Assistance to Electoral Process in Georgia
Election process in Georgia has long been one of the most controversial subjects due to its key role in shaping decision-making structure of the country. From 1990s, the electoral process has been largely lacking credibility. The allegations concerned falsified voters’ lists, use of administrative resources, ballot stuffing and intimidation of voters. The election fraud has been the key factor behind the Rose Revolution in 2003. Since then, authorities have made significant steps towards enhancing credibility of the electoral process. However, it continues to be recognized that problems, such as the use of administrative resource and unbalanced media coverage, remain unresolved (Source: Organization for Security and Cooperation in Europe).
What We Do
In cooperation with the European Union, UNDP has been supporting the electoral process in Georgia with the objective to enhance national democratic institutions and ensure fair electoral process and active civil participation.
We worked closely with all electoral stakeholders, including the electoral administration, political parties, domestic observers, voters and the media. Our assistance focused on the major components of credible elections:
- Qualified electoral administration and other electoral stakeholders
- Electoral legislation
- Informed voters
The Electoral Administration of Georgia received professional, technical and training assistance in view of the Presidential elections of January 2004, January 2008 and October 2013, Parliamentary elections of March 2004, May 2008 and October 2012, Parliamentary by-elections of May 2012, Ajara Supreme Council elections of June 2004 and October 2012, and local self-governance elections of October 2006 and May 2010.
Over 50 thousand members of electoral administration received training in election administration and procedures based on the internationally recognized BRIDGE module. This included members of district and precinct electoral commissions, commission chairpersons, deputy chairpersons and secretaries.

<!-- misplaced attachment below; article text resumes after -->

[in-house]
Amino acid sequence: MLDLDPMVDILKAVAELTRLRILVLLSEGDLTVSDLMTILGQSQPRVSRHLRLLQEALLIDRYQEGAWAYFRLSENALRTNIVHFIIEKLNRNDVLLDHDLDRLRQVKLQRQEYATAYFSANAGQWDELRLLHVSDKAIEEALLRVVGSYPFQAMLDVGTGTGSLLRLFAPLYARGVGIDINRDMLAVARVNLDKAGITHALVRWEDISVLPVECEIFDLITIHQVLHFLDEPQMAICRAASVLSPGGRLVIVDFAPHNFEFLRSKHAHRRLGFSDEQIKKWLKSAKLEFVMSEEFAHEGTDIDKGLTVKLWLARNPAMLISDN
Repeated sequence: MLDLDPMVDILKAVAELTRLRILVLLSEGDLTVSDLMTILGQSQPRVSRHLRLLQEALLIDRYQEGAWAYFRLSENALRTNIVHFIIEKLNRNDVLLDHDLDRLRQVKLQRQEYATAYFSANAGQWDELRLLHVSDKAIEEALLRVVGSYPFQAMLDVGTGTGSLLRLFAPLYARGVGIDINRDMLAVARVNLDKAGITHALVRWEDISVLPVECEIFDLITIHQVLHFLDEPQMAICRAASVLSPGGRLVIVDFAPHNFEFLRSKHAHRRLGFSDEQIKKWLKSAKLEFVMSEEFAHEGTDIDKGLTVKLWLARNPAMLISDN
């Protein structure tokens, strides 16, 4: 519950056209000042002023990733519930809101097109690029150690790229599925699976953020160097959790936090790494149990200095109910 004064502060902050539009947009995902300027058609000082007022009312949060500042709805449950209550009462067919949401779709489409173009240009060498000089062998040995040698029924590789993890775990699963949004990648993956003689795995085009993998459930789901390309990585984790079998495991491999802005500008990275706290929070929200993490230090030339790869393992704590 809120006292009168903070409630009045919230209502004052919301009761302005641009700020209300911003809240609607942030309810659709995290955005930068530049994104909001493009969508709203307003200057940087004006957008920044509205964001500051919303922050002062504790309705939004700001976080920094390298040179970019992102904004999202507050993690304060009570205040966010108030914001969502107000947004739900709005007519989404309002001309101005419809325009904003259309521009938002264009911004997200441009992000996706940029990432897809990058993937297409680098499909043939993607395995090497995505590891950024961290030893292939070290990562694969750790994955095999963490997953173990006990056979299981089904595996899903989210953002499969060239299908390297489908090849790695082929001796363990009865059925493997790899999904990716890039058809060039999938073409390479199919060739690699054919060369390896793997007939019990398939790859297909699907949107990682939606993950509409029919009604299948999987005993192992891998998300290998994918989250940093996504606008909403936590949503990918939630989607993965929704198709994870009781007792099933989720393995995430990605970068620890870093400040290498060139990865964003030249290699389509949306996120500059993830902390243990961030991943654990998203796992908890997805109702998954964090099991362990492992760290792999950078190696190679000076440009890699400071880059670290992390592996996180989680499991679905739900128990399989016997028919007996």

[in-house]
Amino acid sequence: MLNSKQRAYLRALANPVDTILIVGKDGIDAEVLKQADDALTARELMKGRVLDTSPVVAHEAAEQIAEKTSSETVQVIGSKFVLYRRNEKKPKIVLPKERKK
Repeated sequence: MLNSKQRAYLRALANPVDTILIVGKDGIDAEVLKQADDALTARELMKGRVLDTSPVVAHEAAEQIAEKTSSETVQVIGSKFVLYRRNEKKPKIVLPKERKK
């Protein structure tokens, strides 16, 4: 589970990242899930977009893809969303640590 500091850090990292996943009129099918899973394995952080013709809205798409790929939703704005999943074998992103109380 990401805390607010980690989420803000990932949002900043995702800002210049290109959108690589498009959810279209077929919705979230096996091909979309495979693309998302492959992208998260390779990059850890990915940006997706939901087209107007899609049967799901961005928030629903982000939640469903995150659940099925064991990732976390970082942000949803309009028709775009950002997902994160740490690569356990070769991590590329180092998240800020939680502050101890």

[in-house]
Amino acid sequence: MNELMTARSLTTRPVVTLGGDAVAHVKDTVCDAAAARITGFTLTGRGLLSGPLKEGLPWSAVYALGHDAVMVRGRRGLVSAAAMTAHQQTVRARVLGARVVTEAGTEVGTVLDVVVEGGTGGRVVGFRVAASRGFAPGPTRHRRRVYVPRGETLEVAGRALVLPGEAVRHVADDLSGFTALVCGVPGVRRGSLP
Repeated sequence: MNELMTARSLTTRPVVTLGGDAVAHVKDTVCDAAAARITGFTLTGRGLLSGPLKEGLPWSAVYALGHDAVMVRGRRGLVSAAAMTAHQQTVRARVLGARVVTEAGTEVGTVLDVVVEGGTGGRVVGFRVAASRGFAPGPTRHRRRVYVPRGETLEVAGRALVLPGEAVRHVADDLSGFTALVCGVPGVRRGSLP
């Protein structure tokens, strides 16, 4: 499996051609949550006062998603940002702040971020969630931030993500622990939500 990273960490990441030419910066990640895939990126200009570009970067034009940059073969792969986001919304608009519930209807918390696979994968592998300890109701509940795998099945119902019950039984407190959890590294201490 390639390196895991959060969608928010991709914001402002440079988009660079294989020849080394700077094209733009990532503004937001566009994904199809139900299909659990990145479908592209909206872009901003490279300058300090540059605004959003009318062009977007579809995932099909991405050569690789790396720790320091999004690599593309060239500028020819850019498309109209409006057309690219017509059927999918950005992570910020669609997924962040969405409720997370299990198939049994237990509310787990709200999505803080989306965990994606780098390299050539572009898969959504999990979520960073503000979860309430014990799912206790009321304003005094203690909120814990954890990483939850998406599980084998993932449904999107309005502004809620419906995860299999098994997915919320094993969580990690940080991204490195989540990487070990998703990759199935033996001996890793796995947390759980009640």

The authorities and the opposition political parties engaged in a discussion to revise the Unified Electoral Code of Georgia. UNDP is facilitating this process in cooperation with the European Union, Council of Europe, National Democratic Institute (NDI) and the United States Agency for International Development (USAID).
Two working groups were established in 2003 to assist elections in Georgia. The Ambassadorial Working Group (AWG) includes accredited ambassadors and coordinates high-level support to the electoral process. The Technical Working Group (TWG) includes the organizations that provide technical advice on electoral matters and offer recommendations to the Ambassadorial Working Group.
In view of the local self-governance and parliamentary by-elections of May 2010, all national electoral subjects, accredited local observers and the media signed the Code of Conduct to promote free and fair elections in a credible and stable environment while maintaining rule of law and respecting the principles of human rights and liberties.
During 2012 parliamentary elections, procedural training programme for all level election officials improved their operation capacity and professional behaviour. According to the International Election Observation mission, the election administration enjoyed a high level of confidence and managed the preparations for the 2012 elections in a professional manner.
In 2012, Ambassadorial and Technical Working groups were particularly active in information sharing, coordination on election related issues and communication among the key local and international election players.
OSCE/ODIHR concluded that 2012 parliamentary polls marked an important step in consolidating the conduct of democratic elections in line with international commitments. The electoral administration enjoyed a high level of confidence and managed elections in a professional manner. According to the 2013 Freedom House Survey, Georgia has achieved electoral democracy status.
During the 2014 municipal elections, the Congress of Local and Regional Authorities of the Council of Europe stressed that – despite local incidents and individual irregularities – the elections were carried out in a calm and peaceful manner. Further progress was achieved in respect of the technical side of polling in Georgia, media freedom, access of the political contestants to the media, openness of the electorate and the absence of pressure on voters (Source: Observation of local elections in Georgia (15 June 2014).
Who finances it?
|Total Budget||Euro 1,110,000|
|European Union||Euro 1,000,000|
- Start date:
- May 2012
- End date:
- May 2014
- Geographic coverage:
- Central Electoral Commission of Georgia, Center of Electoral Systems Development, Reforms and Trainings